Reggae: Reggae is a microcosm all of its own. One of the few truly original musical styles to come out of the 20th century, Reggae developed out of the ska and dancehall scenes in Kingston, Jamaica. The sound is a mixture of New Orleans Jazz, Motown soul, mixed in with plenty of local character. Reggae bass is characterized by deep, booming notes, yet often reggae basslines are often lyrical or melodic. Lead innovators of the style include Aston "Family Man" Barrett (Bob Marley & the Wailers) and Robbie Shakespeare (Sly & Robbie). Key tracks from this genre include: "Sinsemilla" (Black Uhuru), "Chill Out" (Black Uhuru), "Kinky Reggae" (Bob Marley & the Wailers), and Trenchtown Rock (Bob Marley & the Wailers). In fact, the entire Wailers catalog is a goldmine of musical goodness. The styling of Jamaica have not gone unnoticed in US. Many of these grooves have been looked to by hip hop producers and other samplers.
Jaco Pastorius represents one of the most tragic stories in music. On one hand, he was a brilliant composer and arranger, and probably the best bass player to ever walk the Earth. On the other hand, he was very unstable mentally, the result of an untreated Bipolar disorder. He died a penniless cocaine addict only 11 years after setting the music world on fire. Jaco was the first to truly treat the bass as a solo instrument. He played a fretless bass, something of a hybrid. A fretless is essentially a standard electric bass, but without the frets so the neck is smooth like an upright bass. The result is a mellow, rich sound. In addition, it is possible to slur or slide between two notes. With his self-titled debut album in 1976, he turned the Jazz world on its head. The opening track, a cover of the Charlie Parker tune Donna Lee found Jaco's bass doing exactly what Parker's sax had done. This opened a lot of eyes. Later that year he was invited to join groundbreaking fusion outfit Weather Report, with whom he toured for the next several years, continuing to break new ground. Sadly, after he left Weather Report in 1980 his mental health worsened, and both his personal life and creative energy suffered. It all came crashing to a halt on September 21, 1987 when he was beaten to death by a bouncer in his home town of Fort Lauderdale, Florida. His entire discography is essential listening, but highlights include "Donna Lee", "Continuum", and "Teen Town".
In the late 1970's, a fusion of Jazz and Funk began to hit the scene. These were jazz players like Miles Davis and Herbie Hancock who were listening to the Funk, liked what they heard, and integrated it back into jazz. The first album to really crystalize this fusion was Herbie Hancock's Headhunters. This modern masterpiece featured a number of extended workouts, the most famous of which is the 11 minute+ "Chameleon". The bassist on that record was Paul Jackson, and he set the ground rules for what was to follow. His style was rhythmic and percussive, with little attempt to form melodic lines. The other prominent player in this style is Stanley Clarke. Clarke was the first virtuoso slap player, and gained both critical and popular success with the bass anthem "School Days". A more modern entry into this category is Marcus Miller. Miller spent most of the 1980's backing up Miles Davis, and has released several excellent solo albums in recent years, including the the Grammy-winning M2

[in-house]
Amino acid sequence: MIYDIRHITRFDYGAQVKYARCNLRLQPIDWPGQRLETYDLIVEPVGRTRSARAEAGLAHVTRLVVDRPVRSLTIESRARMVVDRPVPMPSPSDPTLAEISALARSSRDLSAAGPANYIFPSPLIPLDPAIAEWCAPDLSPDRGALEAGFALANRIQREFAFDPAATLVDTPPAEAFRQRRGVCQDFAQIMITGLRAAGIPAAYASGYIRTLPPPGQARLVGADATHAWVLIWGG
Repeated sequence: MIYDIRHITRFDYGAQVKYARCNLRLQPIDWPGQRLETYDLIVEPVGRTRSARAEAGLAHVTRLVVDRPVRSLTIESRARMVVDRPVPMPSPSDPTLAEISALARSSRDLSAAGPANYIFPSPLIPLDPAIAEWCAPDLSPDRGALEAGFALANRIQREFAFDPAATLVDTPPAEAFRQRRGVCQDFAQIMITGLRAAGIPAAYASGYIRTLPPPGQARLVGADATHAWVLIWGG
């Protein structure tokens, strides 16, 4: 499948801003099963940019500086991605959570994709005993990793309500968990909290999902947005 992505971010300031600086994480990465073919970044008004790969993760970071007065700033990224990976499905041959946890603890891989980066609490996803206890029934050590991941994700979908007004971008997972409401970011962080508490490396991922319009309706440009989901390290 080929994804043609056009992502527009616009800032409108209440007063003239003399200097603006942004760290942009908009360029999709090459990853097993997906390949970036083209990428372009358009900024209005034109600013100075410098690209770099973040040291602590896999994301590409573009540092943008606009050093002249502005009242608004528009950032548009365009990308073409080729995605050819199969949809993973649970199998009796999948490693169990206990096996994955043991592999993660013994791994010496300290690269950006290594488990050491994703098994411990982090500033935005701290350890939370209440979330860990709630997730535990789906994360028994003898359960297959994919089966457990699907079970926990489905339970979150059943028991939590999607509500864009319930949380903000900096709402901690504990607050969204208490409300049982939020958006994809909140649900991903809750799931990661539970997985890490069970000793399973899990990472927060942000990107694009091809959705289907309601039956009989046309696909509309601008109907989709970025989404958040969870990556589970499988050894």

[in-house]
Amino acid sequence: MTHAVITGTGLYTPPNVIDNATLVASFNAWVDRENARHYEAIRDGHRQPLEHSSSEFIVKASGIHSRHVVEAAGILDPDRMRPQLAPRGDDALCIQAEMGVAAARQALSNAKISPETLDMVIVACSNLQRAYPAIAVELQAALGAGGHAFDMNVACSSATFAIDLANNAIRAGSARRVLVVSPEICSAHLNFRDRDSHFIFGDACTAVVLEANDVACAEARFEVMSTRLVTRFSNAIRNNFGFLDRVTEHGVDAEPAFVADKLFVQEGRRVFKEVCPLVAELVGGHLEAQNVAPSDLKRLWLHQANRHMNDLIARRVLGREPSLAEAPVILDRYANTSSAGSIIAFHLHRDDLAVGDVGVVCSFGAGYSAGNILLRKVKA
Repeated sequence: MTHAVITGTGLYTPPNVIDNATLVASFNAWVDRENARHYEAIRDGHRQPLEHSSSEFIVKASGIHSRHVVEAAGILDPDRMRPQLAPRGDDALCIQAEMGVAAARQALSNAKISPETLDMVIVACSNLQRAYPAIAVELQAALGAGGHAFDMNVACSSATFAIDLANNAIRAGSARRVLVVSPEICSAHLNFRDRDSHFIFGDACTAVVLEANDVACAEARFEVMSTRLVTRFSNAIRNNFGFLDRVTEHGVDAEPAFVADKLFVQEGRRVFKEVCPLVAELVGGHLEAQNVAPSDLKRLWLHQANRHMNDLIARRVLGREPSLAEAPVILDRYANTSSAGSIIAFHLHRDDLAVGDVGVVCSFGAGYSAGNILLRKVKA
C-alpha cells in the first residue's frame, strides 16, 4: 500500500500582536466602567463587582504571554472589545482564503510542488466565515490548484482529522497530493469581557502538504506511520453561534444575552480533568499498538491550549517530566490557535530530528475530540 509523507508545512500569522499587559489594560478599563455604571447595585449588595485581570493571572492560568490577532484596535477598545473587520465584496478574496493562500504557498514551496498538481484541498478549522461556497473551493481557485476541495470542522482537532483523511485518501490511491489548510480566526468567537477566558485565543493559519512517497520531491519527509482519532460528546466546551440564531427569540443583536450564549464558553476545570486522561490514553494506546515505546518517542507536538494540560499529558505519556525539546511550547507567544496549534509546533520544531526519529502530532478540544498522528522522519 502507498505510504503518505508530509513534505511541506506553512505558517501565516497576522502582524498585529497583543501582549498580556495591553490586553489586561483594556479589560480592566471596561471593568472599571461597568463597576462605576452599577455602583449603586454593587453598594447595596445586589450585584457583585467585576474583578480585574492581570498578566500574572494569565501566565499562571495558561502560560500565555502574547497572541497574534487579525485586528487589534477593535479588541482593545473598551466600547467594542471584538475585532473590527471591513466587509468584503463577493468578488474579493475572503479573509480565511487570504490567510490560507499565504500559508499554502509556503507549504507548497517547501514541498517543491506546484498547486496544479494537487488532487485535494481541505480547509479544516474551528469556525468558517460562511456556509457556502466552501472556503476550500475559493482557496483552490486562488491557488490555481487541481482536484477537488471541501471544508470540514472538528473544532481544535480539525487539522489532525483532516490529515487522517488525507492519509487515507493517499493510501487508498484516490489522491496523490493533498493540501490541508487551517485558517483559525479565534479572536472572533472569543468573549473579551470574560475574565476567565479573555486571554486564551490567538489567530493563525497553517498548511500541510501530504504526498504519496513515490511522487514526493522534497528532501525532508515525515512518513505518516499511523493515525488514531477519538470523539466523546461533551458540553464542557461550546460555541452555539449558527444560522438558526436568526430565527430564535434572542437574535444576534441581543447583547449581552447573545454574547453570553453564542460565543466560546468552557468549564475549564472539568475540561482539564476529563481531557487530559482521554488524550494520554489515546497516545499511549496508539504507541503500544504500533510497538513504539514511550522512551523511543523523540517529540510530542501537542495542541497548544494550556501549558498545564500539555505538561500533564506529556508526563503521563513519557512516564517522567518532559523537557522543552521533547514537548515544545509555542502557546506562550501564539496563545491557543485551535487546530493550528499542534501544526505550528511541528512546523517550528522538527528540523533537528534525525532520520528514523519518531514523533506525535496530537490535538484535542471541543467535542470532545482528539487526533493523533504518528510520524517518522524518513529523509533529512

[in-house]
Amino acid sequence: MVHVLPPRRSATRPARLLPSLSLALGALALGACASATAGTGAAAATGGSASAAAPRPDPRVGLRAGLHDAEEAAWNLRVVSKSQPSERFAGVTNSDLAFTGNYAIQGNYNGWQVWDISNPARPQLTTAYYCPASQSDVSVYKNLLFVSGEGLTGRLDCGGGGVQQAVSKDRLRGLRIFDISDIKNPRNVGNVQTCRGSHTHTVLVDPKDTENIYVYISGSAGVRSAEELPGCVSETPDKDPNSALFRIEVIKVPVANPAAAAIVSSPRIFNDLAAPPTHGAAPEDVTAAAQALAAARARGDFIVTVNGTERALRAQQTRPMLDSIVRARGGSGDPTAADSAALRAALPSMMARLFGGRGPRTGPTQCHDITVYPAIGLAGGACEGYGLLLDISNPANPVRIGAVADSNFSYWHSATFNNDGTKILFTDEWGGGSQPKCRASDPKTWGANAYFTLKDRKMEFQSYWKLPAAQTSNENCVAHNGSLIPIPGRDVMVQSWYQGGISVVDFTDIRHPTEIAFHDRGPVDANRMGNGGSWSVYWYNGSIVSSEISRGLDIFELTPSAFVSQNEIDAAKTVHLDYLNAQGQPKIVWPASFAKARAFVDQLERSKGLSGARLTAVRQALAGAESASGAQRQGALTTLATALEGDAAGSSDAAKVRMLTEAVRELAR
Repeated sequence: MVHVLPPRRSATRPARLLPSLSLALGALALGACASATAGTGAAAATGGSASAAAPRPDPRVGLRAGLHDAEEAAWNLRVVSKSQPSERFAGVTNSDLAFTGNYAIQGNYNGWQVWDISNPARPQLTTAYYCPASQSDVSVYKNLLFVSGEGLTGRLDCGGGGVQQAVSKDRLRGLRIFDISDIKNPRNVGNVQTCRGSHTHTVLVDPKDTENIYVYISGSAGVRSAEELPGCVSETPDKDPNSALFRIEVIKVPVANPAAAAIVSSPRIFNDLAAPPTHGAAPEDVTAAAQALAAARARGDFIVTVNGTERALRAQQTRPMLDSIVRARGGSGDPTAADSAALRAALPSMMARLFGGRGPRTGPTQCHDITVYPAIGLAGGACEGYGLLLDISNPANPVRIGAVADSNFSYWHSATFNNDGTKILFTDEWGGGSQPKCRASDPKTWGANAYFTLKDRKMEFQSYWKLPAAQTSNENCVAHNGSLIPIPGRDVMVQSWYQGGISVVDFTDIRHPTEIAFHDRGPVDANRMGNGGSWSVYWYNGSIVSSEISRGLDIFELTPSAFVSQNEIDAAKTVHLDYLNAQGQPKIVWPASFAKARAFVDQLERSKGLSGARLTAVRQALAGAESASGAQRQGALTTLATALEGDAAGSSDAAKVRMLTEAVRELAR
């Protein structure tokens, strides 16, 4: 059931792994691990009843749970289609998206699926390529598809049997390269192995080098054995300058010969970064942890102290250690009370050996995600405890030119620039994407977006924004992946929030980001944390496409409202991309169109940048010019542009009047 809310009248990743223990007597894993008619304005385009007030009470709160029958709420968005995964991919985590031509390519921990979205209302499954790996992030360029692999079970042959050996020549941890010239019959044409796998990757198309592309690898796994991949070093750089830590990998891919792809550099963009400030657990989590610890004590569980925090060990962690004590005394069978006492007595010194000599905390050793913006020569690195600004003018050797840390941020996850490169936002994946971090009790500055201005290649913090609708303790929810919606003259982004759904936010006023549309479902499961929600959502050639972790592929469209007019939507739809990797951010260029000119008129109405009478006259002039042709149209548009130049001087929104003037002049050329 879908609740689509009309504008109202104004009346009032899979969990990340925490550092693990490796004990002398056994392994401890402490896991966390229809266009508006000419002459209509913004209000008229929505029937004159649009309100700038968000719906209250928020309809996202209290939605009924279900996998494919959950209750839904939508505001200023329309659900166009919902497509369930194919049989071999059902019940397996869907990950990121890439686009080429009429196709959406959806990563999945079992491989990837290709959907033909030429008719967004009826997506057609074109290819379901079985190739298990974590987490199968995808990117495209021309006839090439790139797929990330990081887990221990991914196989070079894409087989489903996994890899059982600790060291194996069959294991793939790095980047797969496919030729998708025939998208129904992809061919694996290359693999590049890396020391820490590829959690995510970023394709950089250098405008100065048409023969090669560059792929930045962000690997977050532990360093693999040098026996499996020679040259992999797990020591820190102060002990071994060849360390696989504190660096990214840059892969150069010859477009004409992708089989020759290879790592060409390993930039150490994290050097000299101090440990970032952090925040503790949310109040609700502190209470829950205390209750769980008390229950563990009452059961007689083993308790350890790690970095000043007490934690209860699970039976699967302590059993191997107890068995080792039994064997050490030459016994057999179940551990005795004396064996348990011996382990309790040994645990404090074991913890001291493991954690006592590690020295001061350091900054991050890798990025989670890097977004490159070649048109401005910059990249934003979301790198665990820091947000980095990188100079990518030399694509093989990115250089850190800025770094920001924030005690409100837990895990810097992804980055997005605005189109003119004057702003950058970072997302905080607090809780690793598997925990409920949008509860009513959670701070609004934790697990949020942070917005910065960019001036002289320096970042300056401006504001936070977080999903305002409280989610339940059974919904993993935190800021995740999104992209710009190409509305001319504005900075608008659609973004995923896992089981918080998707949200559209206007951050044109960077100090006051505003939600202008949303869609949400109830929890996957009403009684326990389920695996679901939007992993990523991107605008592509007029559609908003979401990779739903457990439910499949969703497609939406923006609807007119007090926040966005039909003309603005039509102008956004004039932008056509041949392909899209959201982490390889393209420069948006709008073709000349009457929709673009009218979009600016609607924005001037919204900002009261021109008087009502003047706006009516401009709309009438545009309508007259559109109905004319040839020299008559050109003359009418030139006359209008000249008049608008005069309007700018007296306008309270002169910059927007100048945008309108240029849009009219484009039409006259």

In the wake of Jaco Pastorius, there was a huge void left open in the music world. Several talented players stepped up to fill it, and perhaps the most talented of all is Victor Wooten. Victor played his first professional gig at the age of 5, and honed his skills through out his teen years. His big break came when he was discovered by banjo ace Béla Fleck, who asked him to join his new group Béla Fleck and the Flecktones. Several Grammys later, Victor's unique talent is known through out the music world. He comes as close as anyone to being "the total package". He has the persuasive melodic chops of Jaco Pastorius, the "groove" of Bootsy Collins, and his slap playing does for the bass what Eddie Van Halen did for the guitar. He's won about every award there is to be won, and continues to break new ground musically. There are a number of other promising new talents worth checking out, including Anthony Jackson and Steve Bailey.
The musicians and recordings named here barely scratch the surface, and I could go on for hours (Wait, I already have...), so I'll wrap things up here. If there's enough interest, I may cover some of these periods in greater detail at a later date.